Available online in paperback and for Kindle right now!
In the USA:
In the UK
Shandypockets is excited to announce a new publication. Essential Travel Hacks is a round up of over 200 ways to stack the odds in your favour when you travel. The book will help you put yourself ahead of the crowds, from when to book to how to make your hotel room more luxurious to negotiating airports with maximum comfort and efficiency. Buy it and be in the know whether you're at the beach, on the ski slopes or out in a tent in the wilderness. These essential, easy-to-follow hacks will help you no matter what your travel plans are.
Available online in paperback and for Kindle right now!
In the USA:
In the UK
Apologies for the radio silence over the last couple of weeks, but we've been as busy as beavers (well, ravens, I guess?) working on the latest publication from Shandy Pockets, and it's out now.
You know how Game of Thrones looks all spectacular and panoramic and dramatic? Well, it turns out not all of those shots rely on a sound stages and special effects teams. No. You can go and see these places for yourself. King's Landing, Winterfell, Dorne, North of The Wall - these places all exist in the real world, and you can find them in Croatia, Iceland, Malta, Morocco, Northern Ireland, Scotland and Spain.
So we thought we'd put together a guide to the best of the Game of Thrones locations and tell you how best to see them. Even if you're not thinking about actually exploring, there's hopefully enough information, quotes, interviews and photos to bring these places to life.
Game of Thrones: An Unofficial Travel Guide is out now in PAPERBACK and FOR KINDLE. If you know nothing about how the show is filmed, this definitely is one way to fix that.
Apologies for Shandy Pockets radio silence, we've been working hard getting ready for our book launch tomorrow for New Orleans Historic Hotels, which, if you're in New Orleans, you should definitely come to!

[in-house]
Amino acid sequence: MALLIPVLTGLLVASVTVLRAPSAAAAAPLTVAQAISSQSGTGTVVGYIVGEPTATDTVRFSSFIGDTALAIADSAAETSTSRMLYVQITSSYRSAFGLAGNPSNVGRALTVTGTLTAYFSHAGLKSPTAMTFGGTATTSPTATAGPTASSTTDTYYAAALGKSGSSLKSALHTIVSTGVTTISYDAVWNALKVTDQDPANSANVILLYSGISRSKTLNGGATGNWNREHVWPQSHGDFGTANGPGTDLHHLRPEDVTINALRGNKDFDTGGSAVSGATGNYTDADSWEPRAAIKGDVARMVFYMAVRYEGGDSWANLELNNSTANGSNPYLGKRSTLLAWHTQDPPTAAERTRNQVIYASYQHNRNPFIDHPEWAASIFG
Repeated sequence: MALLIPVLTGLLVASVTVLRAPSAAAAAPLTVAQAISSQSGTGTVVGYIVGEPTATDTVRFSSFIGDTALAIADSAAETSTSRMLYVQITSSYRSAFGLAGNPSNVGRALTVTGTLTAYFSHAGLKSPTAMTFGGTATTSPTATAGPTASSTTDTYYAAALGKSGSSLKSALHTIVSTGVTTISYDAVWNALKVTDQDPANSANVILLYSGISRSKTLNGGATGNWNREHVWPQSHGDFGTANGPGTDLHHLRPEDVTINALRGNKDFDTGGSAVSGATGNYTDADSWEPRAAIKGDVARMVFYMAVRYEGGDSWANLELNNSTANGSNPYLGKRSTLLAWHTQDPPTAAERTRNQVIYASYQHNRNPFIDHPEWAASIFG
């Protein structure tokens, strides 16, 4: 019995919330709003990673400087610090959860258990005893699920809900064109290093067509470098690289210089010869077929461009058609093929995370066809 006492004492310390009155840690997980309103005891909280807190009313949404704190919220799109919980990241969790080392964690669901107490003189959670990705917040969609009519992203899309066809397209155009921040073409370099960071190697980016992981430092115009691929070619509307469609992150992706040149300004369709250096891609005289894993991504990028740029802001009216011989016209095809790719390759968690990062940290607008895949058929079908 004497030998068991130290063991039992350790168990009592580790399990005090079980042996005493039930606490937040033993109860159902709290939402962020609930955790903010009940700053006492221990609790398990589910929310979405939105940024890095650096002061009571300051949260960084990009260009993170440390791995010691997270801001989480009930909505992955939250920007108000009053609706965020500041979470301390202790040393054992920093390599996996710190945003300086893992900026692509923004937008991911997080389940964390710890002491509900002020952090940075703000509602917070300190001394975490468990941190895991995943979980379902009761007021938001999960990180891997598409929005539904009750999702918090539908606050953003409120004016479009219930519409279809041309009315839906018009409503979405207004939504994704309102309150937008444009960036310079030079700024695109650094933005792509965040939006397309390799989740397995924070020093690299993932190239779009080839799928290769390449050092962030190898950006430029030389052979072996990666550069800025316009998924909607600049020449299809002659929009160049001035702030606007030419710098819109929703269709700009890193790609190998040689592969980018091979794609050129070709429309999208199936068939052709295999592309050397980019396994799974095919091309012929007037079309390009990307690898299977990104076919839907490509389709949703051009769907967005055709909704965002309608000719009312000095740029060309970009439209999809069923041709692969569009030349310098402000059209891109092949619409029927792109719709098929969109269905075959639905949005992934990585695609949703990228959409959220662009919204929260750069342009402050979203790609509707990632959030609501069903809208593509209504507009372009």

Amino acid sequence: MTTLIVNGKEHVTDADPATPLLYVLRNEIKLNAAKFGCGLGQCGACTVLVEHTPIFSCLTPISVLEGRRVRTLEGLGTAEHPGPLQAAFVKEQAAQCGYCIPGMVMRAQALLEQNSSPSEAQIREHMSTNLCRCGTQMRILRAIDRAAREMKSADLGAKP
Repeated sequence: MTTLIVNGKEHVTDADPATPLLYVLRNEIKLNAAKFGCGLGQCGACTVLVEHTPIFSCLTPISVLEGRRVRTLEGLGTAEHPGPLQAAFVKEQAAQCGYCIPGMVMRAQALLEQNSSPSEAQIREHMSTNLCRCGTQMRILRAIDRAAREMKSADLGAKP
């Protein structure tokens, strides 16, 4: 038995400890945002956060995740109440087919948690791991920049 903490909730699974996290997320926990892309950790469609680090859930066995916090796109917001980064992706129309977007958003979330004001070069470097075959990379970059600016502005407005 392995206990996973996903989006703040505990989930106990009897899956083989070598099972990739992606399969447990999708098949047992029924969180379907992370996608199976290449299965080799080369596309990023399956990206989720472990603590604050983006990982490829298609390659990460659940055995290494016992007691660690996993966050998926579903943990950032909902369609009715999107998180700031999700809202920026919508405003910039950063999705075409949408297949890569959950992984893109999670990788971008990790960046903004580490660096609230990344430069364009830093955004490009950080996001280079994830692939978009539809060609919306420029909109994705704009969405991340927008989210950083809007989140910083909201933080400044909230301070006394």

To whet your appetite, here's a short excerpt:
In the mid-19th century, peer-review websites were, of course, the stuff of a madman’s dreams, but luckily we have the published diaries of affluent travelers (surely the travel blogs of the day) to give us some insight as to how the older hotels and boarding establishments operated. Lady Emmeline Stuart Wortley, an English poet and writer, stayed at a hotel called The Verandah in 1849. She wrote about it in a book which documents her travels in the United States between 1849 and 1850, a book which bears the unswervingly literal title of 'Travels Within the United States During 1849 and 1850'.
Here’s what Lady Wortley had to report: “We are at a very splendid and comfortable hotel called The Verandah. It reminds me of a Parisian one. The St. Charles is the largest of all the hotels in New Orleans but it is much crowded, and we were recommended to try this, as it is quieter, and thus pleasanter for the ladies.”
Lady W. goes on to praise the St. Charles at some length, implying that she actually would rather be staying there, then damns the Verandah with faint praise and ends with a complaint about the price: “The attendance at [this hotel] is admirable, and all the arrangements excellent. But the charges are much higher than usual in the States.”
She then relates a rather tedious story about being harassed by “a little Swede” at dinner (someone from Sweden, not the root vegetable). In any case, she is by and large quite impressed by the place, especially the “airy apartments” as they saved her from “an early termination from these frying- pan temperatures.” She was being dramatic then, of course, but her early termination sadly did come just five years later, when she died of dysentery while traveling in the Ottoman Empire, an unfortunate case of out of the frying pan and onto the pyre.
You’re obviously way too young (or too American) to remember the series of soft-core “erotic” capers committed to film in the UK in the 1970s. They were entitled ‘Confessions of…” and went on to portray the cheeky misogyny of ‘a window cleaner’, ‘a pop star’, ‘a driving instructor’, etc. They all starred rutting sex chimp Robin Askwith (typical filmography titles include Queen Kong and Let’s Get Laid).